This is all hard to tell without any reads. I would venture to say the guy was at the top end of his range considering you opened from UTG and he 3 bet OOP from the SB, but the action in the hand seems contrary. Hard to imagine he has AA, KK, QQ, or AK of spades taking a check call line on the flop. IMO you should bet the flop harder when he checks, your beating his range a good amount and there are hands your crushing he can call with like KQ, JJ or 99, and if he has a drawing hand you might as well charge it, if he check raises your probably well behind or up against a big combo draw.

    If you felt your hand was best on the turn, which I think it probably was, I don't think 1/2 the pot was big enough to price out drawing hands. He could justify calling for $4.20 with 3:1 odds and $11 behind with a straight or flush draw. I would have made $5.50-$6.50 bet to charge the drawing hands. By the time the river hits his hand is polarized, and I would think he has most of the time. JJ is a likely holding, he may have felt JJ was to strong to lay down for $1.80 and turned an opened ended straight draw to justify calling the turn. Some suited J's that could have taken the passive check call line are a possibility as well AJ, KJ of spades. With all that said I think you made the right laydown, but could have done some things differently.
    Last edited by PaidInFull6; Wed Mar 23, 2011, 10:21 AM.


    • #3
      I really need to work on making these shorter.

      Here's the thing with the flop scenario. I expect to be check-raised by iffy draws. Since I'm going to have missed the flop about two thirds of the time, and I'm the preflop aggressor in position, it makes total sense for a flush draw to check-raise me here. It also makes sense for a lot of stronger hands to check-raise me, because of the board coordination. Putting that another way, I expect my opponent's check-raising range to be really wide here. I don't think my bet sizing mattered much, because drawing hands had reason enough to stick around, and strong made hands weren't going away.


      • #4
        He took control of the pot by 3 beting you OOP from the SB, I would expect him to C bet most of the time with hands like AA, KK, QQ, AK of spades. If I was in his position on that board im not risking giving you free cards to out draw me very often. However, sometimes I may try and check raise QQ or AK, AJ of spades. It's difficult to tell with a player when you don't have any reads or stats on them.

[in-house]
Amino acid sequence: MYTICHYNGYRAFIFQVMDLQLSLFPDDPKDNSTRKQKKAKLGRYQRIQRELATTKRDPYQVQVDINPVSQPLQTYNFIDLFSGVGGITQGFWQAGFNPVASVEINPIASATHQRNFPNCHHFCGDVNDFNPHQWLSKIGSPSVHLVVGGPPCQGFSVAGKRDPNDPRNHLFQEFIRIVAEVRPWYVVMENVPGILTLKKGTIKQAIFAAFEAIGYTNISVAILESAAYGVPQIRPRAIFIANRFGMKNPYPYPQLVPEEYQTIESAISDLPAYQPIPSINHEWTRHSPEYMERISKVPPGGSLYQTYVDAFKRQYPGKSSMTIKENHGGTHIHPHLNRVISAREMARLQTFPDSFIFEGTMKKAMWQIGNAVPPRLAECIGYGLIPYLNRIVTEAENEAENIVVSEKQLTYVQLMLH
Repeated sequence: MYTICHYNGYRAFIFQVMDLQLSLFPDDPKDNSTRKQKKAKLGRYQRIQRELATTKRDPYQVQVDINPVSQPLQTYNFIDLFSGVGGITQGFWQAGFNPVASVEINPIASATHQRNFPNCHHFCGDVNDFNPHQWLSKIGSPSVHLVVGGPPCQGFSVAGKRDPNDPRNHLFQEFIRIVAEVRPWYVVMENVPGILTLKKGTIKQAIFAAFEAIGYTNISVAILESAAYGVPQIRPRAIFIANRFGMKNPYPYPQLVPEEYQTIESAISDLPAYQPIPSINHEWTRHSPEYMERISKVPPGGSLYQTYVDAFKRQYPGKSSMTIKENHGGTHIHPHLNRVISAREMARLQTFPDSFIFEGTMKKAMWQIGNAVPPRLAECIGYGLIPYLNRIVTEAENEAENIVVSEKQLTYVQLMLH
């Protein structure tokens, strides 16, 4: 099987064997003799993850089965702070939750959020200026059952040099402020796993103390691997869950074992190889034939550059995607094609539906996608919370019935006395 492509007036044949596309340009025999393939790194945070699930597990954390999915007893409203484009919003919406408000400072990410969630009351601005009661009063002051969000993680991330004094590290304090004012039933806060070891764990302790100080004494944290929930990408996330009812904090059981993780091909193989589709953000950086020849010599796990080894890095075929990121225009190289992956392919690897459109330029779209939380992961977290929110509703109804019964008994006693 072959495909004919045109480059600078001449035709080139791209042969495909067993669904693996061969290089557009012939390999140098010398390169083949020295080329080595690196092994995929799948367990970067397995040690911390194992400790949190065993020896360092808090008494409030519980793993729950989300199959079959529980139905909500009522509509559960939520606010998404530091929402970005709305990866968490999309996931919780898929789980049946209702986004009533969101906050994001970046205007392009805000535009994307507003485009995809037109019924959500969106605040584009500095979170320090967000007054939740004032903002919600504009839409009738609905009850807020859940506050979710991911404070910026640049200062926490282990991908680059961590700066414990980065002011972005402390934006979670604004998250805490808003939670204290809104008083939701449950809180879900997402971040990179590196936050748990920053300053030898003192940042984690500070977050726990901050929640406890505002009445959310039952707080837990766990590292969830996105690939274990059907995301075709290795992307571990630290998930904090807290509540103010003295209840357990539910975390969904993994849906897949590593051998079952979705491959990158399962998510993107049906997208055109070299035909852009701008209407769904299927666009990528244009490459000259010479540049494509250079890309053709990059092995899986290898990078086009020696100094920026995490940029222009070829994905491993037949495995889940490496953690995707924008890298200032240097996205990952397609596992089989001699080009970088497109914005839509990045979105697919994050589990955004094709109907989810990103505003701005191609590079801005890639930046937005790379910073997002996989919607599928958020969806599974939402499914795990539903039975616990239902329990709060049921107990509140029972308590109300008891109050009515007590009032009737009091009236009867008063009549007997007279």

Last edited by PaidInFull6; Wed Mar 23, 2011, 10:48 AM.


        • #5
          If you were really worried about a check raise here and don't think your hand could stand up to one, you could have check the flop back and bet a safe turn.


          • #6

            mornin panicky-- bear with me here- as i tend to think of hands in a tournament style- yet i like doing this - so when Dave comes along and gives his opinion I learn tonnes about my own game--

            Your 2. raise from UTG tells the table you want action- want to see a flop- obv. not a blind steal- So the SB 3-bets you huge- 4x your original raise or 10x the BB- obv. to make the BB fold and iso you- that tells me he either has a monster - or is trying to take this pot (0.95) right there with air-- so to be on the cautious side - lets say he holding the former- 99+

            Its hard to put him on AA or QQ as you are holding 1 of each- but AKs,KK,JJ,10 10, even 99 are def. posibilities--

            That flop hits you decent -giving you top top- sure there is a flush draw out there- but his check after such a large 3-bet leads me to believe he crushed that flop- maybe hit a set 10 or does have KK- - me thinks if he on the nut flush draw he is betting that flop for value-

            I not much like the 1/3 pot sized bet after he checks- as i think you are either way ahead- or way behind- if he is floating- 1.80 is 4-1 on his money to see the turn- seeing as how we have polarized his hand into a monster or air- me thinks you have to check that back-and engage in some pot control using your position- and get to shodown as cheaply as possible-

            Turn is essentially a brick- sure KJ got there- but are we really putting him on that the way the hand has played??-